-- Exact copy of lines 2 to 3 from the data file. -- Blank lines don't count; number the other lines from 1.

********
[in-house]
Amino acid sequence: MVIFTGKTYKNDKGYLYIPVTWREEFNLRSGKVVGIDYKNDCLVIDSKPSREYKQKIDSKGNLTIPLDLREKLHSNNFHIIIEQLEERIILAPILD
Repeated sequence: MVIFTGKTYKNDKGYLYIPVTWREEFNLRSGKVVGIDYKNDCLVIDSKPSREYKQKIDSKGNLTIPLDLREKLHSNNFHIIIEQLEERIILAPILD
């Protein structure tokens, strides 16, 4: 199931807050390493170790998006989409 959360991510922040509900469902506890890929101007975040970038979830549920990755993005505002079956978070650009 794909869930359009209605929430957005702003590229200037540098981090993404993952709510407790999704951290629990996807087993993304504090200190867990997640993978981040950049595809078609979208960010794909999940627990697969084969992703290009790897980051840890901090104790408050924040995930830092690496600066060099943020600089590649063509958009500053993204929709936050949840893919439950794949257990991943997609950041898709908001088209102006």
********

Amino acid sequence: MVIFTGKTYKNDKGYLYIPVTWREEFNLRSGKVVGIDYKNDCLVIDSKPSREYKQKIDSKGNLTIPLDLREKLHSNNFHIIIEQLEERIILAPILD
Repeated sequence: MVIFTGKTYKNDKGYLYIPVTWREEFNLRSGKVVGIDYKNDCLVIDSKPSREYKQKIDSKGNLTIPLDLREKLHSNNFHIIIEQLEERIILAPILD